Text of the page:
7 emergency care tips for injured pets | Living the Country Life

7 emergency care tips for injured pets

One of the most distressing events for pet owners to encounter is witnessing their pet being injured in a road traffic accident or some other type of mishap. When your pet does become injured, here are some tips to increase your pet's chance of a speedy recovery.

  1. Get your pet out of harm's way. If your pet was involved in a road traffic accident, move the animal to the side of the road using slow, deliberate movements. You don't want to scare the already frightened animal or worsen any injuries that your pet may have suffered.

  2. Call a veterinarian. Add your veterinarian's telephone number into your cell phone speed dial in case if an emergency, or if you are traveling, the number of a local veterinarian. Do not administer fluids or food to the animal in case an anesthetic is needed, unless instructed by the veterinarian, as in the case of a diabetic with a low blood sugar.

  3. Stop any bleeding. To stop heavy bleeding, apply firm pressure with a clean towel or cloth. This is usually better than a tourniquet, which can lead to tissue death from lack of oxygen. To stop a graze from bleeding, apply powdered pepper or turmeric, which are easily available and wonderful clotting agents.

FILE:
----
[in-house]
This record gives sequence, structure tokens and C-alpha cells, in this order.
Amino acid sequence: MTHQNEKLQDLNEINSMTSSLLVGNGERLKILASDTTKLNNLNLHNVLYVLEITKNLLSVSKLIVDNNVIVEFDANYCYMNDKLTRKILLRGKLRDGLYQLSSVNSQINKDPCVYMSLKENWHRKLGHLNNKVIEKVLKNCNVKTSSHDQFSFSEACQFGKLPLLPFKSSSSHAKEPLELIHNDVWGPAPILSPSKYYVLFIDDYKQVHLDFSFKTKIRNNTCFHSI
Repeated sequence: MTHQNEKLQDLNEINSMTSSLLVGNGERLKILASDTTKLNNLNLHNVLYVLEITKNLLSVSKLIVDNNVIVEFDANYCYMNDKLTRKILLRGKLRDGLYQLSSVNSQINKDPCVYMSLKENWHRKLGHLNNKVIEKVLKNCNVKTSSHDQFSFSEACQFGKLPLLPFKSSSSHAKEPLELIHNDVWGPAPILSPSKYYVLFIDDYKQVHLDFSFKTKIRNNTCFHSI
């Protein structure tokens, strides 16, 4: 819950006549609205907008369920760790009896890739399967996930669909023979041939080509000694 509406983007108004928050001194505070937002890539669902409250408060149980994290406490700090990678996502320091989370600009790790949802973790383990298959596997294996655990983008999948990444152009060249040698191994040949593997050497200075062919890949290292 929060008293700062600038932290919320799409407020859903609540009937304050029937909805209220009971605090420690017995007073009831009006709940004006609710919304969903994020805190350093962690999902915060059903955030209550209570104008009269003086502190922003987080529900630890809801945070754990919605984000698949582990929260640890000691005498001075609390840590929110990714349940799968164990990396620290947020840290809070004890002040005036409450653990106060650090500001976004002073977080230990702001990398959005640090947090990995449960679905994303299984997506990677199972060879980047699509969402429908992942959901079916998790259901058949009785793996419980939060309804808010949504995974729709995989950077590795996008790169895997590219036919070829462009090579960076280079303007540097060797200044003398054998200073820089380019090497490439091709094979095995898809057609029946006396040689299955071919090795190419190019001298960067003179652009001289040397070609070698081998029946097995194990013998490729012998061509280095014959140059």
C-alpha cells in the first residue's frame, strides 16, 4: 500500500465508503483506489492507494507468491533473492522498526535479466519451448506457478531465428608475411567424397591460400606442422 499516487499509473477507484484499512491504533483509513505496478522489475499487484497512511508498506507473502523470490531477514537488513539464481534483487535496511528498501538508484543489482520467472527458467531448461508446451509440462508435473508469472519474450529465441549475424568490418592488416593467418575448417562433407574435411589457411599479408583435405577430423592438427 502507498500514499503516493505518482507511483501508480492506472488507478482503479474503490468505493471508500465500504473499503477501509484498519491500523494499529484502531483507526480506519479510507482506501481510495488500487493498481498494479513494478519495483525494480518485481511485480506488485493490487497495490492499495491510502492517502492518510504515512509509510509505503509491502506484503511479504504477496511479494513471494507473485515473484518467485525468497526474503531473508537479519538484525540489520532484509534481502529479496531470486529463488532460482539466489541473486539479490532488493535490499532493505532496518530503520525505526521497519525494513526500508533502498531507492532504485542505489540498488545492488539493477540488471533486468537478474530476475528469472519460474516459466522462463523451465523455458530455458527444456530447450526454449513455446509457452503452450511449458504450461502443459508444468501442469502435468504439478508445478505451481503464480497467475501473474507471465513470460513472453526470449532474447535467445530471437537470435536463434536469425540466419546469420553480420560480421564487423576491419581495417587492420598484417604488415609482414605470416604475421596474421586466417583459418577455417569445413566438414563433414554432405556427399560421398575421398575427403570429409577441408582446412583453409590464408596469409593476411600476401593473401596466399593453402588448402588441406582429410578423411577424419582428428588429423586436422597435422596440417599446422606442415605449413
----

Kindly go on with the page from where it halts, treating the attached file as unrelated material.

4. If an injured animal feels icy cold due to shock, wrap a plastic bottle filled with warm water in a towel to avoid burning or overheating the animal. Never put a hot water bottle directly against the animal. The animal can also be wrapped in insulating material such as a rug, a thermal blanket, or even bubble wrap. If an animal is in shock, a quiet, dimly-lit space can be helpful.

  5. When a pet has been badly injured and is not easily handled due to pain, use a large rug to transport dogs, or a cage (or box) lined with a towel for small pets such as cats and rabbits. If you suspect fractures, a board can be used like a stretcher. Remember, even the most friendly pet may bite when in pain. A thick towel wrapped around your arm and hands can help. A tie or soft rope can be used as an emergency muzzle or leash.

  6. Clean wounds can be washed with calendula herbal tincture (available at most health food stores), 10-20 drops in tepid water. Infected wounds can be safely cleaned with tepid salt water. Use as much salt as will dissolve in water.

  7. Always carry a tube of healing cream for external application on to wounds, cuts, bruises, burs, and bites, as well as internal medications for shock, sprains, injury and swelling.

For more information, visit HomeoPet Pro

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